System76 vs. The LVFS Firmware Updating Service
Written by Michael Larabel in Hardware on 12 May 2018 at 06:37 AM EDT. 45 Comments
This week the latest open-source drama was a differing of opinions between Richard Hughes of Red Hat who maintains Fwupd and LVFS for Linux firmware updating from the desktop and that of Linux PC vendor System76.

Richard Hughes volleyed a blog post that recommend not buying System76 hardware for those wanting firmware updates via LVFS (the Linux Vendor Firmware Service). He wrote that post based upon System76 not currently using UEFI UpdateCapsule for BIOS updates, System76 developing a Rust tool to flash the embedded controller, and them rolling out their own firmware update handler that officially targets Ubuntu and Pop!_OS. Richard then encouraged Linux users to buy Dell XPS laptops instead.

Richard's post in full can be read here.

On Friday, System76 responded to those accusations. According to System76, Richard expressed via email that the approach System76 is using for firmware updating likely wouldn't work with LVFS and also their distributing of a proprietary firmware flashing tool likely wouldn't be approved by Red Hat legal and they also found flashing the embedded controller from user-space to be sub-optimal.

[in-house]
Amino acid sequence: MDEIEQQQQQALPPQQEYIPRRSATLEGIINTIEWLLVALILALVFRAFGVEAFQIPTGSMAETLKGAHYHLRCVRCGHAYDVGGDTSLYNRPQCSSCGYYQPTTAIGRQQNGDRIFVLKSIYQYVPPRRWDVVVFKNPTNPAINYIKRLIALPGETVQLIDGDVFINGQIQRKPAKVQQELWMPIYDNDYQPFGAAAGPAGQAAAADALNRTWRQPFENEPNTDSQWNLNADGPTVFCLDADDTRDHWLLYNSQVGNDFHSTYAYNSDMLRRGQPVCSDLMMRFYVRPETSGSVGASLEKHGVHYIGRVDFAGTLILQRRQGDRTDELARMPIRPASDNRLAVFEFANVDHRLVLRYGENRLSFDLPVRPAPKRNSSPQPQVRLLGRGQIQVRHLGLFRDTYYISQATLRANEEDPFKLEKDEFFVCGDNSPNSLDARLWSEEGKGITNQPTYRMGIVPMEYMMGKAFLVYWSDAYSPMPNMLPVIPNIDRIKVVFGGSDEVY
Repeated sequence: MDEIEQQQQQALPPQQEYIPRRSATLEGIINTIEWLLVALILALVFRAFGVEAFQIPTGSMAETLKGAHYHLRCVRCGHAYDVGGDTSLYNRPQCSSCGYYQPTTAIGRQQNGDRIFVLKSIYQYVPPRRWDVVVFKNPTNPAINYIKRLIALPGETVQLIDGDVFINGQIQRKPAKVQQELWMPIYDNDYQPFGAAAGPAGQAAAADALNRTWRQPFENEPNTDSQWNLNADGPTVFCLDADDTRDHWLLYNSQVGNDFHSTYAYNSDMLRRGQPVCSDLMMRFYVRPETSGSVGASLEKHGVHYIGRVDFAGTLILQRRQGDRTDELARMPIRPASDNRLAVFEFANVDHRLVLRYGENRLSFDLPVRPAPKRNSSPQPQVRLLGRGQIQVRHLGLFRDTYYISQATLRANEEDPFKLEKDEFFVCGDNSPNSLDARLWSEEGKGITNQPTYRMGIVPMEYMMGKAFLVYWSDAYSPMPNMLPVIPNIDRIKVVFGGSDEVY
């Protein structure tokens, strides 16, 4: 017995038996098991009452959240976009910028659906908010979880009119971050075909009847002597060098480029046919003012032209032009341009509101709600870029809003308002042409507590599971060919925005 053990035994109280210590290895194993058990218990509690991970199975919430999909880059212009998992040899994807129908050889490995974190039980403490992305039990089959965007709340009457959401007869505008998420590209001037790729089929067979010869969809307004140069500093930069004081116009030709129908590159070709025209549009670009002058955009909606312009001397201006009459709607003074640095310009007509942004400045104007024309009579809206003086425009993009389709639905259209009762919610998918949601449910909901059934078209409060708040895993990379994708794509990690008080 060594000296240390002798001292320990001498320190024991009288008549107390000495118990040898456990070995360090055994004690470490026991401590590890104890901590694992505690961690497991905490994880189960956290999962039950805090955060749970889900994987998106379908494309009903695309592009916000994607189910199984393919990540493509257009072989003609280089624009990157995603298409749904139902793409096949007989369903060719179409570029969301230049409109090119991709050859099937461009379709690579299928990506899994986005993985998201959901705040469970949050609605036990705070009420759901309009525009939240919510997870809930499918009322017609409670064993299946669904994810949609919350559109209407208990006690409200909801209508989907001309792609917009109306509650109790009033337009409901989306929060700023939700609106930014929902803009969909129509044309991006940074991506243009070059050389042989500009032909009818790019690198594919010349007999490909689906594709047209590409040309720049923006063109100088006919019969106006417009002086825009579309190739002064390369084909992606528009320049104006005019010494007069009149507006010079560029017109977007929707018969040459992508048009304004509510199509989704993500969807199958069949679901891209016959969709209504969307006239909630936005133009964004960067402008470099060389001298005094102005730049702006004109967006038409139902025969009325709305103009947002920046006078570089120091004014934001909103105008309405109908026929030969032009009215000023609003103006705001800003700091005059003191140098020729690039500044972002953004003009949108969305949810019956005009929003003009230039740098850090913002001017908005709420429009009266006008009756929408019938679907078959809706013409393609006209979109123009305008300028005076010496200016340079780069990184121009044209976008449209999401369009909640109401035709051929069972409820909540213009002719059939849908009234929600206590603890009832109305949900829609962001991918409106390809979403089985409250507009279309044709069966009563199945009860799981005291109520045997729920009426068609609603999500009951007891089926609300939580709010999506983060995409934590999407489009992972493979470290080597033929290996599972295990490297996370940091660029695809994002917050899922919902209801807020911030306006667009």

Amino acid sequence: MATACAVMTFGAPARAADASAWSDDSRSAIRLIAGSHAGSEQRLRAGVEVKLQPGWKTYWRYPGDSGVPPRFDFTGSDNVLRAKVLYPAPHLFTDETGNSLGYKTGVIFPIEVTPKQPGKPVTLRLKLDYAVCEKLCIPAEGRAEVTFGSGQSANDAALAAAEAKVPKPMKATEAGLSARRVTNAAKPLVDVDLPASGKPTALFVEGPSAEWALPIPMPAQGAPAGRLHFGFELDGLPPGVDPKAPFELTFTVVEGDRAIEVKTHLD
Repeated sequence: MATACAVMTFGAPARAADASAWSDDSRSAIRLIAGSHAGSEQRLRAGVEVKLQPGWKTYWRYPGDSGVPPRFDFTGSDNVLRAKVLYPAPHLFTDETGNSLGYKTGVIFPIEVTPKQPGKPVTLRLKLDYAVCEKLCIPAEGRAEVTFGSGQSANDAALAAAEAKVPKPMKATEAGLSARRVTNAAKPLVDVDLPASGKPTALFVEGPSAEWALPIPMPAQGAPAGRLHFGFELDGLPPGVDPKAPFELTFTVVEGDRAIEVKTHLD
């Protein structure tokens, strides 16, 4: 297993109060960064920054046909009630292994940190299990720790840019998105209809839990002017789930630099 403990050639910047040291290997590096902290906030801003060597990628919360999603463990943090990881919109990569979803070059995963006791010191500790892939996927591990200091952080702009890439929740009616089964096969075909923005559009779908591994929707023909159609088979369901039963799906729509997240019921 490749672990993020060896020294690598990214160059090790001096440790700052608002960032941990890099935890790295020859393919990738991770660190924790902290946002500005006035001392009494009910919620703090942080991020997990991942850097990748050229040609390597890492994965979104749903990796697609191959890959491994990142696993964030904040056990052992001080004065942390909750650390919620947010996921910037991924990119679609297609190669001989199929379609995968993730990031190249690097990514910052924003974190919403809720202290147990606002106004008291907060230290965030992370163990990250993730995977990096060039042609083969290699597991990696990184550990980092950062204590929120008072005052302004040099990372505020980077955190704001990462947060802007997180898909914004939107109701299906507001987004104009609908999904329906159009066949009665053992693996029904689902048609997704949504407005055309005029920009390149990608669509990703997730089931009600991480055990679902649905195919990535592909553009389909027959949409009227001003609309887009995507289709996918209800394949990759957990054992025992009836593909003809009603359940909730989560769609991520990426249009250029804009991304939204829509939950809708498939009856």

System76's firmware flashing tool also works on more than just Ubuntu/Pop!_OS according to System76. Another differing of views System76 has with LVFS is that data collection is enabled by default, thereby effectively channeling sales data to third-parties.

The System76 response can be read here.

This isn't actually the first time I've seen Hughes toss a company under the bus for not explicitly supporting LVFS. Richard previously made claims about another company not caring about Linux due to not supporting fwupd/LVFS based upon a customer support ticket. In reality, even before that blog post was out there I was talking to those involved with Linux at the hardware vendor in question and they do/did plan on supporting fwupd/LVFS when the need actually arises. I believe they had even sent out some hardware last year to a Red Hat office in Germany for some sort of evaluation and are still working on some Linux efforts albeit doesn't happen overnight and hasn't even announced their Linux laptop yet but was already defenestrated for not supporting LVFS.
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Michael Larabel is the principal author of and founded the site in 2004 with a focus on enriching the Linux hardware experience. Michael has written more than 20,000 articles covering the state of Linux hardware support, Linux performance, graphics drivers, and other topics. Michael is also the lead developer of the Phoronix Test Suite, Phoromatic, and automated benchmarking software. He can be followed via Twitter or contacted via

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